Wonder Woman demonstrated significant growth from Pérez in a couple of areas; firstly, his artwork continued a trajectory that had begun during his Titans work, shifting further away from generic facial and body types and giving an authenticity and ethnicity to the characters he depicted. (This was, arguably, the most Greek Wonder Woman had appeared to this point, despite the character having been connected to Greek mythological figures for decades.) Secondly, it was a project that established him as a writer, as well as an artist — to the point that he would continue to write the series even after departing as artist. As with his line work, Pérez the writer would display surprising sensitivity and subtlety, but know exactly when to drop a show-stopping moment of drama. He’d learned from his collaborators through the years — there’s definitely a touch of Wolfman in his writing — but he was, unmistakably, his own man.

If much of the 1990s left Pérez adrift — as an artist, he’d go from a New Titans return to Action Comics, only producing a handful of issues on each, before leaving DC for half of Marvel’s The Infinity Gauntlet, and then some work for indie publishers like Topps and Malibu — he enjoyed a career renaissance as the artist on the late ‘90s Avengers revival for Marvel, working with Kurt Busiek to bring “Earth’s Mightiest Heroes” back to the spotlight as the company worked to recover from bankruptcy. The success of the series, which came to life under Pérez’s pencil, brought an all-new fanbase for the artist that had been too young — if, perhaps, not even born yet — the first time he’d been working on the title.

credit: George Pérez

Pérez’s second Avengers run is a beautiful demonstration of how he’d evolved as an artist through the years; despite featuring many of the same characters, the two runs look like the work of different people, with the latter period featuring figures and faces with such specificity and precision that they brought to mind real people, rather than four color heroes on a two-dimensional page. During his latter stay on the title, Pérez also demonstrated the attention to obsessive detail that made Crisis on Infinite Earths such a time-suck of a pleasure for fans — just the sight of a seemingly endless army of Ultrons attacking the heroes was uniquely Pérez, displaying a passion for his work that few others come close to matching.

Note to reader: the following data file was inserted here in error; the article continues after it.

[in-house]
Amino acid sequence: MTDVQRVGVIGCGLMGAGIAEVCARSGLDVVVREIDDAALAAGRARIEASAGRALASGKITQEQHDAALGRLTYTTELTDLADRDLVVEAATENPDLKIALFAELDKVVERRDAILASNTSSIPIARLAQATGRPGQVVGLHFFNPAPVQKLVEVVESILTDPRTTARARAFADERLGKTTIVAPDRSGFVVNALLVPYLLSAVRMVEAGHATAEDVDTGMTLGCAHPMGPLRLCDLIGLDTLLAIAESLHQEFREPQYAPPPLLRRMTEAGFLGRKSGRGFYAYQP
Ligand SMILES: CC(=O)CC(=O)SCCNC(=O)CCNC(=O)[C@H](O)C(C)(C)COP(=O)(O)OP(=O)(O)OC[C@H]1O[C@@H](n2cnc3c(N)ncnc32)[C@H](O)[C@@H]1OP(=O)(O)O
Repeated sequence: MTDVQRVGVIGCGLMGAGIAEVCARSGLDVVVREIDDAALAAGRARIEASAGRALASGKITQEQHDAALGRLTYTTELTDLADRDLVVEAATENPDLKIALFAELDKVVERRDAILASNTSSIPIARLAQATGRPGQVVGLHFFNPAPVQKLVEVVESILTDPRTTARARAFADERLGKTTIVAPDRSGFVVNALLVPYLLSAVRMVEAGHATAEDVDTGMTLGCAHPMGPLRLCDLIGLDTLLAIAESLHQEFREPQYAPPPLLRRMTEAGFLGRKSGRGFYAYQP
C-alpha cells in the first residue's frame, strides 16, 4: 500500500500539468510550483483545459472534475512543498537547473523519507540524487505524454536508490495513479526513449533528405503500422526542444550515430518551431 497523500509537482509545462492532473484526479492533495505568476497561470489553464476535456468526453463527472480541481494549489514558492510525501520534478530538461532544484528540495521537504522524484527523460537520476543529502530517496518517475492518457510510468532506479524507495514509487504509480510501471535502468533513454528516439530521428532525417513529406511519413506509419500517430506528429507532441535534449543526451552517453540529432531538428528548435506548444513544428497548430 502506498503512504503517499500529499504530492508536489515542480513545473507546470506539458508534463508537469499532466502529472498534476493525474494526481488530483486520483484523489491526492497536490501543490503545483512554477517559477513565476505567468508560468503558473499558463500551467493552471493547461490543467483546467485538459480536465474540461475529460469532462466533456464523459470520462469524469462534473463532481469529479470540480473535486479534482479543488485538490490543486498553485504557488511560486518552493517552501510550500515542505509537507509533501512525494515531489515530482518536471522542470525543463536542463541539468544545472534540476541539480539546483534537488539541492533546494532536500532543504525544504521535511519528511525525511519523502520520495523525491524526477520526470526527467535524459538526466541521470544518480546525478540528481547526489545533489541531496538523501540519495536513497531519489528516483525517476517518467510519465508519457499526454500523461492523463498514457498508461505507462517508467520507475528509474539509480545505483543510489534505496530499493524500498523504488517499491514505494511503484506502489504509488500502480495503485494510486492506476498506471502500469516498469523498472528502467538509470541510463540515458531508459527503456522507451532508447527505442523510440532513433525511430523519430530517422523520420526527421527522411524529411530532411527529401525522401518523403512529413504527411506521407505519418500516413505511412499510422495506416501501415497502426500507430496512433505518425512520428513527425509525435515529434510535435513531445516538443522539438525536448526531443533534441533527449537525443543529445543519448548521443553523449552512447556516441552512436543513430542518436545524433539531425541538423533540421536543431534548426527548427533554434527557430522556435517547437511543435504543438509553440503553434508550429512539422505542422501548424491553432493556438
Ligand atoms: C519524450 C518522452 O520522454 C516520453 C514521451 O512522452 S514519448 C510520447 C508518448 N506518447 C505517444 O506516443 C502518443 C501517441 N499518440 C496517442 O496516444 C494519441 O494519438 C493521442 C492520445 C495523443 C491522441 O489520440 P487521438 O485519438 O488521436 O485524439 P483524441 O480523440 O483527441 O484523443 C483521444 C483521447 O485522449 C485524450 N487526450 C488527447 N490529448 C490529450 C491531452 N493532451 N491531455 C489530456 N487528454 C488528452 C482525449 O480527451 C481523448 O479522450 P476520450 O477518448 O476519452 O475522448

credit: George Pérez

Over the past couple of decades, Pérez worked on shorter projects — although many, such as his art for the 2006 relaunch of The Brave and the Bold, or his creator-owned series Sirens, are no less eye-catching and worthwhile because of that — before retiring in 2019 for health-related issues, including vision problems stemming from near-blindness in his left eye; he’d also suffered a heart attack a couple of years earlier. He was 65 at the time, and had drawn the majority of characters for each of the Big Two comics publishers, as well as a host of favorite stories for fans of all generations. His retirement was the capstone to a career that many would describe as one of the more successful for any comic book artist.

Writing on Facebook in response to the outpouring of love that greeting the news of his cancer diagnosis, Pérez said, “Words cannot adequately express how overwhelmed I am by the enormous number of comments expressing so much support and affection for me.” He continued, “I am blessed beyond my worth and humbled by your favor.” It’s a sign that the man was as gracious as his art is beautiful. It’s a wonderful thing that people are singing his praises so loudly while he can hear them. We should do more of that, for him and for others.

[Post updated: 05/09/2022] George Perez passed away Saturday May 7th 2022. The comics community lost a giant.

CHLOE MAVEAL is the Culture Editor for NeoText and a freelance journalism bot based in the Pacific Northwest who specializes in British comics, pop culture history, fandom culture, and queer stories in media. Their work has been featured all over the internet with bylines in Polygon, Publishers Weekly, Comics Beat, Shelfdust, and many others. You can find Chloe on Twitter at @PunkRokMomJeans.